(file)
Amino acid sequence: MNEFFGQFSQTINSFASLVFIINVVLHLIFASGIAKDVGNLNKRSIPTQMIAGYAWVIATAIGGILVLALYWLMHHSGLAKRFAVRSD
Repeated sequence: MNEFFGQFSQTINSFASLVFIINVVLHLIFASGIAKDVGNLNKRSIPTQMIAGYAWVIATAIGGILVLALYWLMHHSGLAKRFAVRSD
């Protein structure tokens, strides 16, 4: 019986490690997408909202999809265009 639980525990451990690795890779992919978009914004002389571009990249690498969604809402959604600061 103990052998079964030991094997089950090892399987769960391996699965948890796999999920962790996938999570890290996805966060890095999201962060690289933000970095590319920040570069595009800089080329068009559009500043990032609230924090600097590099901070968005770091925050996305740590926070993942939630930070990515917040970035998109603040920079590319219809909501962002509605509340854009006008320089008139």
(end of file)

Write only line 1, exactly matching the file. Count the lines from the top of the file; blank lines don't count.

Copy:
Amino acid sequence: MNEFFGQFSQTINSFASLVFIINVVLHLIFASGIAKDVGNLNKRSIPTQMIAGYAWVIATAIGGILVLALYWLMHHSGLAKRFAVRSD